It was one of those moments where you realize that you really are living in Japan: the night of Thanksgiving, and I was eating raw fish.
This year marked my second Thanksgiving away from home (the first time, I was living in France). The holiday did not go unnoticed, however; I spent the night of Thanksgiving at a little enkai with my coworkers; communicating through a mixture of charades, laughter, puzzled facial expressions, and the random Japanese words that I’ve picked up in my months of being here; and eating various fish dishes, including sashimi (I guess the restaurant was fresh out of turkey). It wasn’t quite the Thanksgiving dinner that I was accustomed to, but it was a very happy one all the same.
Plus, I was about to get a second Thanksgiving, complete with all the American food I was craving. Because for the first time in my life, I was hosting Thanksgiving dinner.
Back in October, I came up with a little scheme to hold my own Thanksgiving dinner. I talked to J, and she jumped on board, and soon we were planning a full-out grown-up dinner party (complete with official invitations). We invited a few fellow JETs and JTEs, so Singapore, Japan, and America (both East Coast and West Coast) were represented at the celebration.
On Black Friday, after work, J and I drove out to the closest Costco (in Tsukuba, 1 hour and 20 minutes away) to buy all the necessary ingredients. We cut it a little close, though–we arrived less than 30 minutes before Costco closed, so with our lists in hand, we ran through the store, making split-second decisions on how much of everything to buy. (This led to a gross overestimation of our produce, and so after the whole party, we still had 10 apples, a whole bag of onions, and half a sack of potatoes left over).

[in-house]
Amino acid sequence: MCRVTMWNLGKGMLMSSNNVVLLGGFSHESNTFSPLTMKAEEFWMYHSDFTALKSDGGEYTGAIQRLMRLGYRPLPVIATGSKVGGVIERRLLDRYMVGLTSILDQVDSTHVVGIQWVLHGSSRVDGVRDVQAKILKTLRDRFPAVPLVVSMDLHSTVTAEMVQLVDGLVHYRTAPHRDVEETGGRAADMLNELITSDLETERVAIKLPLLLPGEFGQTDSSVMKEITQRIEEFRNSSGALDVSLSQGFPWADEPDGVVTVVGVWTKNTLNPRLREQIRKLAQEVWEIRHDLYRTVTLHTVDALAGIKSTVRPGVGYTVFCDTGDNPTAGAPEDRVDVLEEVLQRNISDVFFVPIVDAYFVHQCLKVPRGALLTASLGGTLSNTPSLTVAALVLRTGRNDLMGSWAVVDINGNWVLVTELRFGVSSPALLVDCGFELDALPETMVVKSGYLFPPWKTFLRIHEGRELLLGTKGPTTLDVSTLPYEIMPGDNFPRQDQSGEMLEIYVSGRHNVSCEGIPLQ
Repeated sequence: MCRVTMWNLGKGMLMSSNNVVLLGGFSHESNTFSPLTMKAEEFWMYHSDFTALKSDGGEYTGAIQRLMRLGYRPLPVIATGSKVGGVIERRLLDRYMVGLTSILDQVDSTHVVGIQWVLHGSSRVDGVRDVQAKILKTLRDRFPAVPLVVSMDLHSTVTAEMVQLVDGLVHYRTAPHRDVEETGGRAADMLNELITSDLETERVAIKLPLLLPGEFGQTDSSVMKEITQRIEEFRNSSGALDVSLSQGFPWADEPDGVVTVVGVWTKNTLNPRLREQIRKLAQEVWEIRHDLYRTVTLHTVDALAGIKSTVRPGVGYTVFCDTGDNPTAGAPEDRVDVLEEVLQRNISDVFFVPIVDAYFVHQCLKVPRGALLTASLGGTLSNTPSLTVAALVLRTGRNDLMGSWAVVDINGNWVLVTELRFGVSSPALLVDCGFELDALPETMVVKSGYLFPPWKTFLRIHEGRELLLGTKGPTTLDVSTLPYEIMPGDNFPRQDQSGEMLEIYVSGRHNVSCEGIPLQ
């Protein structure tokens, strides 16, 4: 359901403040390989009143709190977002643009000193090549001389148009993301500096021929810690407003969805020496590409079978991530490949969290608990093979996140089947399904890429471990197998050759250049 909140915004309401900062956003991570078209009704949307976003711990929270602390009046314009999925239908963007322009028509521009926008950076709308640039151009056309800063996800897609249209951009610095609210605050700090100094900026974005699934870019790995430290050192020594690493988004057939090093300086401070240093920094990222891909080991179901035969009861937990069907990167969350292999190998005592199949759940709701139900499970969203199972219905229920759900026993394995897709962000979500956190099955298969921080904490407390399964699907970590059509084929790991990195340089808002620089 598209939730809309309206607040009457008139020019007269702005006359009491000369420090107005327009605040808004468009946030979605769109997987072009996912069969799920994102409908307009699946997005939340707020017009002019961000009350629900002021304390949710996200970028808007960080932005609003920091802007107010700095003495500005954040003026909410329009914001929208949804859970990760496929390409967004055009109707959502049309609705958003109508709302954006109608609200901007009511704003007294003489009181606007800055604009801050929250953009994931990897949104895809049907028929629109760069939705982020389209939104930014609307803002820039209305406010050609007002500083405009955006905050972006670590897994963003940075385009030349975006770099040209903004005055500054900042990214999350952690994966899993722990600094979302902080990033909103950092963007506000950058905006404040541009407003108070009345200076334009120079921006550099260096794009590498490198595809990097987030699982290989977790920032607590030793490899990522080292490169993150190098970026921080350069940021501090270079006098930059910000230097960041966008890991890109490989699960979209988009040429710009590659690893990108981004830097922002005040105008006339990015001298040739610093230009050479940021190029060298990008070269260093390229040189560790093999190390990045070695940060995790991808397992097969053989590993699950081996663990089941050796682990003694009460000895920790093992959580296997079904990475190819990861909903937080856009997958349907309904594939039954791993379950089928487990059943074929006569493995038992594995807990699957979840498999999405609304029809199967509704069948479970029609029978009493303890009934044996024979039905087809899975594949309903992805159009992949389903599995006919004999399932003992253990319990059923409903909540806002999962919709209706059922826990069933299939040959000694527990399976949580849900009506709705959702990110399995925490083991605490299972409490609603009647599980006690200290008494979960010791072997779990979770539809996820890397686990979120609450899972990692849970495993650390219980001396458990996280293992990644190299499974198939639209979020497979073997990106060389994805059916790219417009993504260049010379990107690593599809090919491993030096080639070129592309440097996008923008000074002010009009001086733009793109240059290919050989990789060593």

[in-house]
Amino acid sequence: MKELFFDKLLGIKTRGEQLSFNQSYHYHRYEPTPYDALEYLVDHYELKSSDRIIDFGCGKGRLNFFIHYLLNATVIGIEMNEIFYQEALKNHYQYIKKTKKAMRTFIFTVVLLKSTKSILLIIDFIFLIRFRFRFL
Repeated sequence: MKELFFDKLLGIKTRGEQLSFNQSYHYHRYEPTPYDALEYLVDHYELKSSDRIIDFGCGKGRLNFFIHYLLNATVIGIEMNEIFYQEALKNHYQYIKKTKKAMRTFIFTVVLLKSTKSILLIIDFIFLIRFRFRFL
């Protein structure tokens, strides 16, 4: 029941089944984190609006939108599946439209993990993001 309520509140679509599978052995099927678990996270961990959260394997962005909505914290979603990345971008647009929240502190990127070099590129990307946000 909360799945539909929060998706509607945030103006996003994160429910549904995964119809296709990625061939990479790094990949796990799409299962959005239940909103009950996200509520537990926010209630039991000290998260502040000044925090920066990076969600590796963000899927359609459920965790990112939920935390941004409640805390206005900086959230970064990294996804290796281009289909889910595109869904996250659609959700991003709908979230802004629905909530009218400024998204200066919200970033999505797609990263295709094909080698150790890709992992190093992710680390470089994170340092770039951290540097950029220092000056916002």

J slept over, and then all day Saturday, the two of us cooked. Here’s all the things that I felt particularly thankful for as we prepared the big meal:
- I was thankful that my kitchen is much larger than a typical Japanese kitchen, even though we still had problems finding counter space.
- I was thankful that I have an almost American-sized fridge (J and a few of my other friends have refrigerators the size of the mini fridges that college students store alcohol in). Despite this, we still ended up playing Tetris to fit everything inside my fridge.
- I was thankful that we DID NOT buy the 17 pound Costco turkey (my oven here is like all Japanese ovens–it’s smaller than a typical American microwave. We would not have been able to stuff a turkey into it.)
- I was thankful that J had brought her oven over to my apartment for the event (it made cooking things a lot faster. Two is better than one).
Our guests arrived a little early, and we finished cooking everything a little later than intended, but all in all, everything came together perfectly.
Our menu featured: Costco rotisserie chicken, homemade gravy, cranberry sauce from a can (dolled up with some oranges and sugar, served warm), homemade stuffing, homemade pumpkin bread, homemade garlic mashed potatoes, homemade sweet potatoes, homemade sauteed carrots, and homemade fruit salad (my family’s recipe). Dessert was Costco pumpkin pie (with homemade whipped cream) and homemade apple crisp.
Quite a few of our guests had never eaten Thanksgiving dinner before and the general consensus was that they were most excited for the mashed potatoes. And they were not disappointed; J made the best garlic mashed potatoes I’ve ever eaten. Another hit, surprisingly, were the carrots (credit to my grandma–it’s her recipe).
Like any successful Thanksgiving, the seven of us ate until we could eat no longer; all our guests left with more food than they had arrived with (tupperwares stuffed with leftovers), and even then, J and I both ended up eating Thanksgiving dinner for the next week! It was a very special Thanksgiving, indeed.